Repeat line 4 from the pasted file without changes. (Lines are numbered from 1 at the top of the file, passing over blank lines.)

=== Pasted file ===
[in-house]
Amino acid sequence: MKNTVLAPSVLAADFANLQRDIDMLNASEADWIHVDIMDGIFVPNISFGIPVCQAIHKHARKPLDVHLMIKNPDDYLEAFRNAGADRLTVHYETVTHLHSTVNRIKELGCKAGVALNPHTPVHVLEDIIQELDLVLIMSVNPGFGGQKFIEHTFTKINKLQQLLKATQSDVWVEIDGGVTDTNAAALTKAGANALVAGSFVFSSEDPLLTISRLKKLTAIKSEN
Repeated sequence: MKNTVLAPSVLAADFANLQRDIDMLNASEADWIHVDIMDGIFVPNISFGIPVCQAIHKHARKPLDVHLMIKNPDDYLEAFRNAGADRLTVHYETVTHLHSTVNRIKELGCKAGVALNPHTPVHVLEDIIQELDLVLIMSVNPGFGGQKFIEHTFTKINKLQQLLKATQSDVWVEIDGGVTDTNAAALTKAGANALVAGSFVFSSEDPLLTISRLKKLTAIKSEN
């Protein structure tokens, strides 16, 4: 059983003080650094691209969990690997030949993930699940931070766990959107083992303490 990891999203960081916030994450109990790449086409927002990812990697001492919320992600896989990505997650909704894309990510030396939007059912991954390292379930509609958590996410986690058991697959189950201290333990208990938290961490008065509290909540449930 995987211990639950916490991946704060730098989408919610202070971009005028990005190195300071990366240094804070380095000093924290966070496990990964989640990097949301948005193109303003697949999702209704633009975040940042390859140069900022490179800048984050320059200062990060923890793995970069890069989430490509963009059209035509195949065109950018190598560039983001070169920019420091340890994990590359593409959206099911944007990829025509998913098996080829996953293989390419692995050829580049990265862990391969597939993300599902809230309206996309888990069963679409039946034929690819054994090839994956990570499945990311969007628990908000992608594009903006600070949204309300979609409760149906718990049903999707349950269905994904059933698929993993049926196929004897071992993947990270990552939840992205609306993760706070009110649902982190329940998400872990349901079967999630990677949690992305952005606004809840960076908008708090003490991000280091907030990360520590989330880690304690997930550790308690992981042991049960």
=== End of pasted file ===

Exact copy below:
């Protein structure tokens, strides 16, 4: 059983003080650094691209969990690997030949993930699940931070766990959107083992303490 990891999203960081916030994450109990790449086409927002990812990697001492919320992600896989990505997650909704894309990510030396939007059912991954390292379930509609958590996410986690058991697959189950201290333990208990938290961490008065509290909540449930 995987211990639950916490991946704060730098989408919610202070971009005028990005190195300071990366240094804070380095000093924290966070496990990964989640990097949301948005193109303003697949999702209704633009975040940042390859140069900022490179800048984050320059200062990060923890793995970069890069989430490509963009059209035509195949065109950018190598560039983001070169920019420091340890994990590359593409959206099911944007990829025509998913098996080829996953293989390419692995050829580049990265862990391969597939993300599902809230309206996309888990069963679409039946034929690819054994090839994956990570499945990311969007628990908000992608594009903006600070949204309300979609409760149906718990049903999707349950269905994904059933698929993993049926196929004897071992993947990270990552939840992205609306993760706070009110649902982190329940998400872990349901079967999630990677949690992305952005606004809840960076908008708090003490991000280091907030990360520590989330880690304690997930550790308690992981042991049960």